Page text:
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beamnet 4th December 2008 02:59 PM

Finding bias point in PP fixed bias
Hi There,

I have my faithfull GU50 pp amp for a few years now, allways adressing different parts and improving things. They sound good right now, biassed at 74 mA

Now I have set my eye to the right point for biassing the tubes. I have allways seen them as close to kt88 and biassed them accordingly.

Is there a way to measure the right bias point? I know you can find the bias point for a guitar amp with a scope, but can you empirically determine the bias point for a hifi amp too? so far my searches have been unsuccesfull.

It is in penthode mode. UL and triode are to be tried yet. I know my OPT's are lowish, somewhere like 3K, but I don't know how to measure that truthfully and the curves I found for GU50 are not the curves I found I needed to calculate bias..

ErikdeBest 4th December 2008 03:33 PM


To me it seems that ideal biasing should aim at lowest possible distortion. That will require quite some iterations on the actual curves of the GU50's. One also needs to know the exact operating points, including the B+, the voltage at the screens and the load. I have seen GU50 curves for screens at 250V and at 150V.

About the output transformer: have you tried to calculate the voltage ratio of primary to secondary? That value squared multiplied with the load on the secondary will give the primary impedance. But I am sure you knew that...


beamnet 4th December 2008 03:51 PM

hi erik,

due to my recnt movin to a difernt place my "lab" is very limited. I was hoping there would be a trick to measure sometning with a scope or something.

I had an encounter with the half wave rectified end of the amp some times ago. I am a bit shaken about it and need some time to find the courage to get to the HV section again.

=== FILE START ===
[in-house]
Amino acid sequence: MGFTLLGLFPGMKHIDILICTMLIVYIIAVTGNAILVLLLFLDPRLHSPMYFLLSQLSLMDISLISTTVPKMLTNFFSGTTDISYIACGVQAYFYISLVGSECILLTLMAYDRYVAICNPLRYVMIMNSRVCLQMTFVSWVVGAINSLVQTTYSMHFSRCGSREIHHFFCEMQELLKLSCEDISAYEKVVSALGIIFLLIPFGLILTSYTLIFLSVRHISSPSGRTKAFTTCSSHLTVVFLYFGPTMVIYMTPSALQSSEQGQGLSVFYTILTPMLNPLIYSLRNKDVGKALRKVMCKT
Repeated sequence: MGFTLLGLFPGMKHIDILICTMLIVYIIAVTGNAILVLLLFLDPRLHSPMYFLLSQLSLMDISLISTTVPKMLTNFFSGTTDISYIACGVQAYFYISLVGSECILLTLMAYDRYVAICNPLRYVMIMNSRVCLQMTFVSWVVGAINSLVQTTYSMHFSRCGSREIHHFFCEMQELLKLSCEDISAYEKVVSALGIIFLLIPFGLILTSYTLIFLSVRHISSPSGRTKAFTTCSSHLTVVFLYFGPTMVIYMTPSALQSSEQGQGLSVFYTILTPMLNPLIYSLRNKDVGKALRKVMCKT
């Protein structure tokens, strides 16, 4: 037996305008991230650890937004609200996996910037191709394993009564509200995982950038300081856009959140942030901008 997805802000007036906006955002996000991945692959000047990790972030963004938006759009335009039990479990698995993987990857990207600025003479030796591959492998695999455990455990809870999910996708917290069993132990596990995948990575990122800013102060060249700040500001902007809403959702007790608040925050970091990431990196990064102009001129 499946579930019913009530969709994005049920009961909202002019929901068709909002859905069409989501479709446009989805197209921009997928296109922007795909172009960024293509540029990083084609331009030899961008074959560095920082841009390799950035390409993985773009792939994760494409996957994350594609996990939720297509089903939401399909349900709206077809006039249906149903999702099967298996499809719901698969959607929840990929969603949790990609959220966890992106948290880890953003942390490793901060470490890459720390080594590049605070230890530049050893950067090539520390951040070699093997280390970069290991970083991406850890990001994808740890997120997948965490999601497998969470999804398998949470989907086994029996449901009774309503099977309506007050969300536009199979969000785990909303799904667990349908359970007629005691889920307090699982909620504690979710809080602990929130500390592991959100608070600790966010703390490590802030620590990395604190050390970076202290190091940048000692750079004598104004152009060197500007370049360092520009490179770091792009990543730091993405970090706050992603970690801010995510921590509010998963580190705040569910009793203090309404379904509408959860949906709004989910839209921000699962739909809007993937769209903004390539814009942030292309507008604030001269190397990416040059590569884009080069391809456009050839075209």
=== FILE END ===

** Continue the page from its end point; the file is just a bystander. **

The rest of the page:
My B+ is 445 V, screens at 250, regulated by ecl82's

The curves out there for GU50's are scarce, incomplete and they are said to be not very representative due to differences in manufacturers.

I am capable of doing math, but am a bit overwhelmed and inconfident sometimes, hence my question fo an empirical method...

It produces sound with great authority now, so i Guess I am not that far off...

Still I'd like to optimize.

The OPT's are from BEARD P100 amps, using 4x KT88. I am concidering using 4x GU50/channnel to match the OPT's or going triode...

richwalters 4th December 2008 04:49 PM

You aren't far off. Biassing hard usually reduces thd as output stage is forced into flatter class A with better o/p transformer damping. So the HF sine performance usually coincides with lowest thd which sounds sharper. Nearly all tube amps have a dismal thd record at 10KHz even at 1/2 power of a few %,
So on harder quiescent setting the 10KHz square wave will have a better rise/fall profile all important to the definition. This is why older EL34 amps sounded so dull.
The alignment is emperical; My example; I have two monster double parallel p-p UL amps; one has 6550's and the other KT88 Svets. Although o/p trannies are different, quies biassing per tube sits optimally at 85mA at 450V B+ and 60mA at 530V for KT88's; this stuff is getting hot...studying this more carefully, the lowest thd results at 10KHz when o/p stage is forced into class A'ish, so full load current is a modest 110mA.
Beware of conflicts; the AC output stage drive must also be symmetrically balanced, i.e the o/p stage tubes have sim gm. This is a mighty awkward way of doing things but what else is there ?
Loudspeakers aren't resistors and the output stages see different. A good tube vendor will check this for you and give you a gm/v per anode current figure at a specified voltage. If your amp runs at 400V then specify checks at this voltage.
If one wants top performance in fixed bias; also make sure the power supply can take the extra current without flopping on transients. ( a common form of intermodulation thd). Also make sure of adequate ventilation.
Older Class AB amps i.e set quies at a cold 50mA which usually equates to 130mA as o/p stage goes into class B on transients; can give a shrill distorted top end audio response when encountering digital replay material.
If one is contemplating a new design from scratch, then one can carefully optimise parameters.
Good listening !

beamnet 4th December 2008 05:14 PM

Thanks for that reply. interesting reading, but I am confused to the usefulness.